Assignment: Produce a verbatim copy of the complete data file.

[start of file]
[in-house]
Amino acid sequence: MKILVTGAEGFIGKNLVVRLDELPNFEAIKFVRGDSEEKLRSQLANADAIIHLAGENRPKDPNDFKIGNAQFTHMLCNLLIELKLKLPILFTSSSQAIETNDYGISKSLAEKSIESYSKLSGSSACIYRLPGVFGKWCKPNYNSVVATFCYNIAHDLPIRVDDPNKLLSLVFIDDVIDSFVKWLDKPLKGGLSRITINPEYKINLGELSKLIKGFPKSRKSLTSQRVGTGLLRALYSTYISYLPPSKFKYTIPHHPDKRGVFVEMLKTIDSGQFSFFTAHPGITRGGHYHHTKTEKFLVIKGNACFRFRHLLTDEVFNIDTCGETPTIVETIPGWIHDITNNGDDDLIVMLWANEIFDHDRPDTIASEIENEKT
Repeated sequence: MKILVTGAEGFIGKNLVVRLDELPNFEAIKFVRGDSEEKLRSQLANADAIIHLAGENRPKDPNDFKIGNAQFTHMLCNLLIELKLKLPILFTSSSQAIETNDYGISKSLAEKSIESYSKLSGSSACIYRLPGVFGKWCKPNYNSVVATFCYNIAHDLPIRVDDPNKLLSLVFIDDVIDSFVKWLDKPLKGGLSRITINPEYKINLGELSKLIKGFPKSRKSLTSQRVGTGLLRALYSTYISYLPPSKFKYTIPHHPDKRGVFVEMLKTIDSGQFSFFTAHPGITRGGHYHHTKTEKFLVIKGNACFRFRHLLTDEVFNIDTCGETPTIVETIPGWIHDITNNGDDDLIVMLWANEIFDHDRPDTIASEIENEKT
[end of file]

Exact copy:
[in-house]
Amino acid sequence: MKILVTGAEGFIGKNLVVRLDELPNFEAIKFVRGDSEEKLRSQLANADAIIHLAGENRPKDPNDFKIGNAQFTHMLCNLLIELKLKLPILFTSSSQAIETNDYGISKSLAEKSIESYSKLSGSSACIYRLPGVFGKWCKPNYNSVVATFCYNIAHDLPIRVDDPNKLLSLVFIDDVIDSFVKWLDKPLKGGLSRITINPEYKINLGELSKLIKGFPKSRKSLTSQRVGTGLLRALYSTYISYLPPSKFKYTIPHHPDKRGVFVEMLKTIDSGQFSFFTAHPGITRGGHYHHTKTEKFLVIKGNACFRFRHLLTDEVFNIDTCGETPTIVETIPGWIHDITNNGDDDLIVMLWANEIFDHDRPDTIASEIENEKT
Repeated sequence: MKILVTGAEGFIGKNLVVRLDELPNFEAIKFVRGDSEEKLRSQLANADAIIHLAGENRPKDPNDFKIGNAQFTHMLCNLLIELKLKLPILFTSSSQAIETNDYGISKSLAEKSIESYSKLSGSSACIYRLPGVFGKWCKPNYNSVVATFCYNIAHDLPIRVDDPNKLLSLVFIDDVIDSFVKWLDKPLKGGLSRITINPEYKINLGELSKLIKGFPKSRKSLTSQRVGTGLLRALYSTYISYLPPSKFKYTIPHHPDKRGVFVEMLKTIDSGQFSFFTAHPGITRGGHYHHTKTEKFLVIKGNACFRFRHLLTDEVFNIDTCGETPTIVETIPGWIHDITNNGDDDLIVMLWANEIFDHDRPDTIASEIENEKT